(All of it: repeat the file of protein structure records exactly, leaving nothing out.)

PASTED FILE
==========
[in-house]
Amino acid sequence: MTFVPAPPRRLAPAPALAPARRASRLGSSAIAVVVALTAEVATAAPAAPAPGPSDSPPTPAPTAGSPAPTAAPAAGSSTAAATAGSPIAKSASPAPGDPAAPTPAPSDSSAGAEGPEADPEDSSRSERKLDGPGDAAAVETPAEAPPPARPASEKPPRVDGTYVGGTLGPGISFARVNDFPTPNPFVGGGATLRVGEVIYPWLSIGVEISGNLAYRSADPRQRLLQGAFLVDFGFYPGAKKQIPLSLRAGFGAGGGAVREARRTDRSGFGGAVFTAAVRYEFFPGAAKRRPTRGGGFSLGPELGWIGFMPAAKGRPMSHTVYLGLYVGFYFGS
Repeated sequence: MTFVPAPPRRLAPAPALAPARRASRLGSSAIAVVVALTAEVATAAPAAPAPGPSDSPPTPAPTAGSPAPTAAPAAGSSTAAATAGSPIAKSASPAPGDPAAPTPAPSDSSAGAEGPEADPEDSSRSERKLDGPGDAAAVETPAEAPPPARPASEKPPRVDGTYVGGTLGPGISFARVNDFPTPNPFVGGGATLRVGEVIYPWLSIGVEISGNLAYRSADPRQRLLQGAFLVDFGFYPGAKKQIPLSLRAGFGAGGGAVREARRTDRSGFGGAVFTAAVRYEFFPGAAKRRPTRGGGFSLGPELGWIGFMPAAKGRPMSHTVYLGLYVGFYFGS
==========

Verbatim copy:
[in-house]
Amino acid sequence: MTFVPAPPRRLAPAPALAPARRASRLGSSAIAVVVALTAEVATAAPAAPAPGPSDSPPTPAPTAGSPAPTAAPAAGSSTAAATAGSPIAKSASPAPGDPAAPTPAPSDSSAGAEGPEADPEDSSRSERKLDGPGDAAAVETPAEAPPPARPASEKPPRVDGTYVGGTLGPGISFARVNDFPTPNPFVGGGATLRVGEVIYPWLSIGVEISGNLAYRSADPRQRLLQGAFLVDFGFYPGAKKQIPLSLRAGFGAGGGAVREARRTDRSGFGGAVFTAAVRYEFFPGAAKRRPTRGGGFSLGPELGWIGFMPAAKGRPMSHTVYLGLYVGFYFGS
Repeated sequence: MTFVPAPPRRLAPAPALAPARRASRLGSSAIAVVVALTAEVATAAPAAPAPGPSDSPPTPAPTAGSPAPTAAPAAGSSTAAATAGSPIAKSASPAPGDPAAPTPAPSDSSAGAEGPEADPEDSSRSERKLDGPGDAAAVETPAEAPPPARPASEKPPRVDGTYVGGTLGPGISFARVNDFPTPNPFVGGGATLRVGEVIYPWLSIGVEISGNLAYRSADPRQRLLQGAFLVDFGFYPGAKKQIPLSLRAGFGAGGGAVREARRTDRSGFGGAVFTAAVRYEFFPGAAKRRPTRGGGFSLGPELGWIGFMPAAKGRPMSHTVYLGLYVGFYFGS